On Tue, Jul 30, 2019 at 01:47:35AM +0530, Pankaj Jangid wrote: > On Mon, Jul 29, 2019 at 03:13:37PM -0400, Dan Ritter wrote: > > IMAP is, explicitly, a mail protocol for clients to do the > > minimal amount of fetching necessary. You can do a full sync on > > top of it, but that's not what it's there for. > > A lot has changed since then. I remember I used to pop everything > because the mailserver quota was less than 10mb (20 years back). And > then take backup of local emails on floppy drives. > > Now we check emails on mobiles, browser and obviously *mutt*. There must > be some inclusive intuitive changes now.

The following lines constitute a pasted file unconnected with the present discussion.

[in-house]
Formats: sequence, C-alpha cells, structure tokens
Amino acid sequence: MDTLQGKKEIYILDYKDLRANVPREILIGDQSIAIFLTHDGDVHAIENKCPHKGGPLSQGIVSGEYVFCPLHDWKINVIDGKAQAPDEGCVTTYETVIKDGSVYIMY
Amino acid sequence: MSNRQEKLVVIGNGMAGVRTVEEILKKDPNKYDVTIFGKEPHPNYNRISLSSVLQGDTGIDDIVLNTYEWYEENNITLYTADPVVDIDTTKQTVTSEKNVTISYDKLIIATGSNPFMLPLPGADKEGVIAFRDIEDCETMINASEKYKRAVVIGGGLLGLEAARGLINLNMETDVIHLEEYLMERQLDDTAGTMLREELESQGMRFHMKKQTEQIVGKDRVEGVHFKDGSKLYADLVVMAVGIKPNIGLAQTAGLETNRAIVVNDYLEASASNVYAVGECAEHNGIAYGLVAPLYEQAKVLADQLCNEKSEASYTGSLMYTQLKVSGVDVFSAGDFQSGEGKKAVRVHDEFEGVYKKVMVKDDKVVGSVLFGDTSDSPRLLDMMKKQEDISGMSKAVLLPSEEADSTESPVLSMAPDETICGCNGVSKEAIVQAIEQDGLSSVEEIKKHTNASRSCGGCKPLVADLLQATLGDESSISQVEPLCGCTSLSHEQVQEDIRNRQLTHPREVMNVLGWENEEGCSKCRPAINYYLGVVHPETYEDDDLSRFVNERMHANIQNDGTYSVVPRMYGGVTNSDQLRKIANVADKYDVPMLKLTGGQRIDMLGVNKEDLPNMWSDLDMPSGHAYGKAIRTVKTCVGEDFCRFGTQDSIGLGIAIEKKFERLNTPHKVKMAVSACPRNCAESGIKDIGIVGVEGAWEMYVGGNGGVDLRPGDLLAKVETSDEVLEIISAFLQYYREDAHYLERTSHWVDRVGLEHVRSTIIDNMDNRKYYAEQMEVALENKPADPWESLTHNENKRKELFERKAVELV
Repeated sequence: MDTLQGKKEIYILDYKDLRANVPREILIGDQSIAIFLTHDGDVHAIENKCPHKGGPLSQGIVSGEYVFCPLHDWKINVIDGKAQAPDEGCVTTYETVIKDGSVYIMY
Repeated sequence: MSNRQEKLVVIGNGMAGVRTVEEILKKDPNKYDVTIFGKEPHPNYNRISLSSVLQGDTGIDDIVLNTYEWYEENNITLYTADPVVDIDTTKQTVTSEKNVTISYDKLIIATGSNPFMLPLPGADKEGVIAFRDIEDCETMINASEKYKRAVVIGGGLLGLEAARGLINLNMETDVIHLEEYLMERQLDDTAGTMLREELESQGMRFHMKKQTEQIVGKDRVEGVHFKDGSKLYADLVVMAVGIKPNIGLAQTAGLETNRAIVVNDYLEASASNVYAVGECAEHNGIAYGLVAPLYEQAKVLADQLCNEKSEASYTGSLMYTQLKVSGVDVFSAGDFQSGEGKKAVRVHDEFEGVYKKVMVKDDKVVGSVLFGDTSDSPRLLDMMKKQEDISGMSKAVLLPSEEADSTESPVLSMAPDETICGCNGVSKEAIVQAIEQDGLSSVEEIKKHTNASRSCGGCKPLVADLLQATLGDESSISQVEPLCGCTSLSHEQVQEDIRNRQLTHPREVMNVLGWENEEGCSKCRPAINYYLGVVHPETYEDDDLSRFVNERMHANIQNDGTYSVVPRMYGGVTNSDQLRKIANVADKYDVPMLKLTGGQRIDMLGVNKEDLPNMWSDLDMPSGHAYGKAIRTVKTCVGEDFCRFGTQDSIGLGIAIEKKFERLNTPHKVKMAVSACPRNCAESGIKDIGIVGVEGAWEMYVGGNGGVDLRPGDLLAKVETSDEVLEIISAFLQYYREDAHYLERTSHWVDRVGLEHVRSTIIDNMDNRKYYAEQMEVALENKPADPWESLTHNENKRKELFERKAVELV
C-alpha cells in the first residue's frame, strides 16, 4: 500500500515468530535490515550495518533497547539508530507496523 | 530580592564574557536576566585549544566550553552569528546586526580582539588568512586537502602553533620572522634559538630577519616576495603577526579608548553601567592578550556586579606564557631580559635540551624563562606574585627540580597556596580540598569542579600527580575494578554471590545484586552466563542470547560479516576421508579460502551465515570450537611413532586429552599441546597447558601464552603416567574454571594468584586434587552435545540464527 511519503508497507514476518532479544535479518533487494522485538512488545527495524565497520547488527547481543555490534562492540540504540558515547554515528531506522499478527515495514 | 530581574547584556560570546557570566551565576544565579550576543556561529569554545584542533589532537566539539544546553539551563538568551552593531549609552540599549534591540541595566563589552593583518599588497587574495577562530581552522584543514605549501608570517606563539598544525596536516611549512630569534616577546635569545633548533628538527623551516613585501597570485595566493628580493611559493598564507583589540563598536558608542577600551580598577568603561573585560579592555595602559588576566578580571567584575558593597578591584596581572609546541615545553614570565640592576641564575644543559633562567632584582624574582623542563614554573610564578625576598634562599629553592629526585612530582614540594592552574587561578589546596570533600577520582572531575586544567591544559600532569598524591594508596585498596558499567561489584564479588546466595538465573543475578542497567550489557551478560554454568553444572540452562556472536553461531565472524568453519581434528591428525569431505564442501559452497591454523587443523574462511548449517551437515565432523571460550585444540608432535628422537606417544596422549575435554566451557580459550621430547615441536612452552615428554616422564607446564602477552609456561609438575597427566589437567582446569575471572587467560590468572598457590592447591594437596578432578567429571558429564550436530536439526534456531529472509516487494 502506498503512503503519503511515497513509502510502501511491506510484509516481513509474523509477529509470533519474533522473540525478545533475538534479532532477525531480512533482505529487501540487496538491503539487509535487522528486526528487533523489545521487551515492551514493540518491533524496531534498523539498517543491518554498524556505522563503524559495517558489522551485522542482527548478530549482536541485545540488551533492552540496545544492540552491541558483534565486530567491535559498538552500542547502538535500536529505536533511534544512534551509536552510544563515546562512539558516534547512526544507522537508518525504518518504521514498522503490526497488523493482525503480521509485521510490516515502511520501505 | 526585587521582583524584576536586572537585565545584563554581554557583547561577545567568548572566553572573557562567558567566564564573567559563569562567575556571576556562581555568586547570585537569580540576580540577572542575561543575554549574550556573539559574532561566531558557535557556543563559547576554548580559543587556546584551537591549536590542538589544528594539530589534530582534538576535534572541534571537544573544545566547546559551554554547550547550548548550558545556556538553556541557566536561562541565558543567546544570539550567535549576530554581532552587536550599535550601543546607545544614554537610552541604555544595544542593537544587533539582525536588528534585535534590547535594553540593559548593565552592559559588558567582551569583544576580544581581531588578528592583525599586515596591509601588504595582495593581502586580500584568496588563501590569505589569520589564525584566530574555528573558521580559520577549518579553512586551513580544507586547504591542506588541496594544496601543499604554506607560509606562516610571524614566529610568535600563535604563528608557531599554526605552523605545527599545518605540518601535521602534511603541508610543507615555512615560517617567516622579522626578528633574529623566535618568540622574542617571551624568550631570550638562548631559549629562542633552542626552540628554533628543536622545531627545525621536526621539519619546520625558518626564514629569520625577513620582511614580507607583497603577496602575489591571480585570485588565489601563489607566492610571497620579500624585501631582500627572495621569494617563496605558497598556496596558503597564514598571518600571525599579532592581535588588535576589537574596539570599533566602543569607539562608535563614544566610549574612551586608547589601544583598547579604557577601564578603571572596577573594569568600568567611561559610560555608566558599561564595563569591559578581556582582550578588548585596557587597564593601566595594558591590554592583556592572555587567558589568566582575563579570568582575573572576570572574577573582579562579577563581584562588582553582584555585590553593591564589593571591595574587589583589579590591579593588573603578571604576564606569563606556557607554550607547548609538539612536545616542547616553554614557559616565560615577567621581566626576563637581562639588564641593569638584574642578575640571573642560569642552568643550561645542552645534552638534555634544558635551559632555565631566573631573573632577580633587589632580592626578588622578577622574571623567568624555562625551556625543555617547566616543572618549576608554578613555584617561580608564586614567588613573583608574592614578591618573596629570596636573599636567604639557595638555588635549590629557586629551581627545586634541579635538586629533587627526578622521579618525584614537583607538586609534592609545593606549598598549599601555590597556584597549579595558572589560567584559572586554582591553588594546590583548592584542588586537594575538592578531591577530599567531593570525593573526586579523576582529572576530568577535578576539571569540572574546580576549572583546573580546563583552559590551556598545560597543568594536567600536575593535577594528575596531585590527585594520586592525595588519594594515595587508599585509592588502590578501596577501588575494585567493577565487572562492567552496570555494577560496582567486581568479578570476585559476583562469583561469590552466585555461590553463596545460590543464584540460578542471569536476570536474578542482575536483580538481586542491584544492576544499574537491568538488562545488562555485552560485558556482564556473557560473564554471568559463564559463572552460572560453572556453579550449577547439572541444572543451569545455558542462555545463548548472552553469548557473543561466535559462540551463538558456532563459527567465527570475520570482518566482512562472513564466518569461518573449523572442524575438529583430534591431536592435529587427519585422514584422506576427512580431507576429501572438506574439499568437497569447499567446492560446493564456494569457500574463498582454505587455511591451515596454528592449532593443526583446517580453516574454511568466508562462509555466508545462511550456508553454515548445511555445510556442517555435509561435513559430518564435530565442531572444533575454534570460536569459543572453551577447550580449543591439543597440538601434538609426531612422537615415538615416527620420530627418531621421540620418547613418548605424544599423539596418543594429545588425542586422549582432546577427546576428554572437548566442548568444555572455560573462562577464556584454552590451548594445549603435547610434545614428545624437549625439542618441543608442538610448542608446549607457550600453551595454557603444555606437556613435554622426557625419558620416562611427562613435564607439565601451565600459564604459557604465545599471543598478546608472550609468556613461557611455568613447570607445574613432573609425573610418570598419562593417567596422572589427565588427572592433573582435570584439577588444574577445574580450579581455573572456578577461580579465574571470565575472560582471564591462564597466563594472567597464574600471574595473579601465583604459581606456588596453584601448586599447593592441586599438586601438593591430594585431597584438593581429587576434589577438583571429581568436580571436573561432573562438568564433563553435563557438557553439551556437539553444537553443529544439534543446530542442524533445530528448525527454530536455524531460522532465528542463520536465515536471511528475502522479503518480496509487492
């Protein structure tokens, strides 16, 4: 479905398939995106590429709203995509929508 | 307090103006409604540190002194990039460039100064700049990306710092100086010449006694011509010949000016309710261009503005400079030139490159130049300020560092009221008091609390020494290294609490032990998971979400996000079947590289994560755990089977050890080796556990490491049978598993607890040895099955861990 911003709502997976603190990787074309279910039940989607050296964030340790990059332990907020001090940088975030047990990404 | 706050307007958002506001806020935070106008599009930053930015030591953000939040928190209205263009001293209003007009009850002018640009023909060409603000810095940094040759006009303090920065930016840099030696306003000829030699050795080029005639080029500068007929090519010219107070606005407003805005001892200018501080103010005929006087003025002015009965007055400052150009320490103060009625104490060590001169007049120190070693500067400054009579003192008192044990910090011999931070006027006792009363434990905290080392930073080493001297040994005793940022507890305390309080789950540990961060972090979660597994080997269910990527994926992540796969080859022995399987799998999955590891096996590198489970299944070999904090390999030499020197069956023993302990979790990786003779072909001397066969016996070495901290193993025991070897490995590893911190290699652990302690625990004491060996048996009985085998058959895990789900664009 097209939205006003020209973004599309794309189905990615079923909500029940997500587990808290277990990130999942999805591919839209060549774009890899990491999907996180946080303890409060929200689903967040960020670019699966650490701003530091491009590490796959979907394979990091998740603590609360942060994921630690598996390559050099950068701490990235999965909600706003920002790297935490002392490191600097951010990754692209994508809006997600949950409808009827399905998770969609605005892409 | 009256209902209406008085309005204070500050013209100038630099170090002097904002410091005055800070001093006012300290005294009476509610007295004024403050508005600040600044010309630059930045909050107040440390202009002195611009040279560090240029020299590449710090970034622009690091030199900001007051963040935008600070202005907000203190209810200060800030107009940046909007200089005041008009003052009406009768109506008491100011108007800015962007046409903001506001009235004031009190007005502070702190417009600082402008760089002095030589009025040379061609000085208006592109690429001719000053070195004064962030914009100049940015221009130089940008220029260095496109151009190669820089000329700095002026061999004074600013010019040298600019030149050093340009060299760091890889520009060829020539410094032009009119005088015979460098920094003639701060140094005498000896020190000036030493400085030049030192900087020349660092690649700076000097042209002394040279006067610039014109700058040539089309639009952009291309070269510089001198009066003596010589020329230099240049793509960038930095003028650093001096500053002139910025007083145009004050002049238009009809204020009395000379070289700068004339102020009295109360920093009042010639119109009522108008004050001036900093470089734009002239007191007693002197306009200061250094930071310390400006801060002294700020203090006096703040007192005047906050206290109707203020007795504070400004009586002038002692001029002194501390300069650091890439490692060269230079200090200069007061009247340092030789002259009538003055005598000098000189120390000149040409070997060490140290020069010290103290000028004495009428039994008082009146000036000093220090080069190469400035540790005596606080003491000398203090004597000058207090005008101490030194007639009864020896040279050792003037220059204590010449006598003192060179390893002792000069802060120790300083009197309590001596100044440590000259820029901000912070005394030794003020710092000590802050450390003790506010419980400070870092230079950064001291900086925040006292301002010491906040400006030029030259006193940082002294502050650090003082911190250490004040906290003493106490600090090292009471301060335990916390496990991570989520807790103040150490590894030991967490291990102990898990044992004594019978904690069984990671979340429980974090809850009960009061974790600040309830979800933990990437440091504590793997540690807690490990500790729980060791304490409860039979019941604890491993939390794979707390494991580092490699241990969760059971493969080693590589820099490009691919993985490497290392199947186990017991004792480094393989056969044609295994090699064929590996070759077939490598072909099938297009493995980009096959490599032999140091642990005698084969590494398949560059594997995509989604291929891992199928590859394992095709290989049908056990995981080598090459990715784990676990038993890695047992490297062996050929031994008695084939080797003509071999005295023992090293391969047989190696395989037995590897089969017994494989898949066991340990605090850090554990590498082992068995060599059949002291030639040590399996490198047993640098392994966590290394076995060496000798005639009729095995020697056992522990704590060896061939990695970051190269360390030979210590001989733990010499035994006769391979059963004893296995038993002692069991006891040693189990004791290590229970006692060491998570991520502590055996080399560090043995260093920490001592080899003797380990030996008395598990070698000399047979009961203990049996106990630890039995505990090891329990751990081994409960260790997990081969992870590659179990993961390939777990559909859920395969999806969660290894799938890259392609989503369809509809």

But none of this really affects how IMAP works, or should work. If anything, it's a recommendation for using IMAP as intended. As far as I can tell, your whole motivation is to avoid a bit of latency as each message is downloaded for display, by downloading all the messages ahead of time (and I guess storing them in some local cache? Or something)... But that's sort of the antithesis of IMAP, as Dan indicated. It requires a potentially lengthy wait while all of the relevant message bodies are downloaded, which IMAP was expressly designed to avoid. As I said already, if you're on a fast, low-latency connection to your IMAP server, generally you won't notice this latency, and this is probably the case for the vast majority of e-mail users (who typically are using IMAP at work, or at home, on a local LAN, OR to their ISP's servers, over a fast broadband connection on the same network). So I conclude that is not your situation. If you're not in that situation, there are already solutions available to you: 1. Fetch the messages yourself and read them locally. Fetchmail and mbsync were both designed for exactly this. 2. Accept that the latency is just something you have to deal with. 3. Investigate an alternative provider with whom you have a better connection. > Honestly speaking, I have tried a couple of tools - offlineimap, mbsync > and fetchmail. All are flawed. I don't know what you think the flaws are with this, but I can say that I use fetchmail + procmail for this purpose myself at work for reasons I won't get into here. I've been doing it for many years, and find it to have no particular flaws. Together these tools are extremely powerful and very flexible. It may just be that you have not yet discovered how best to use such tools to accomplish your goals and need to spend a bit more time learning them. There's no need for Mutt to do this, and it's rather against its design philosophy. Given that, I wouldn't guess you'd have much luck getting such a feature accepted by the Mutt development community, particularly since the primary maintainer has already basically said so. That said, I haven't used Mutt's IMAP functionality myself in many years, and it has been completely rewritten since then. It could be the case that it might be possible to optimize the way Mutt handles the fetch and display of the message, such that it only reads enough of the message to fill up the display window, and then continues reading the rest of the message. But for all I know it already does that. And of course in cases where the message is encoded in such a way that reading the whole message is required to decode any of it (I'm thinking encryption, for example), such an optimization will not work. Surely Kevin would know and could comment further. [My understanding is that it is technically possible to decrypt messages encoded with asymmetric encryption in pieces, but neither GnuPG nor OpenSSL do this, and Mutt's behavior is dependent on theirs.] -- Derek D. Martin http://www.pizzashack.org/ GPG Key ID: 0xDFBEAD02 -=-=-=-=- This message is posted from an invalid address. Replying to it will result in undeliverable mail due to spam prevention. Sorry for the inconvenience.
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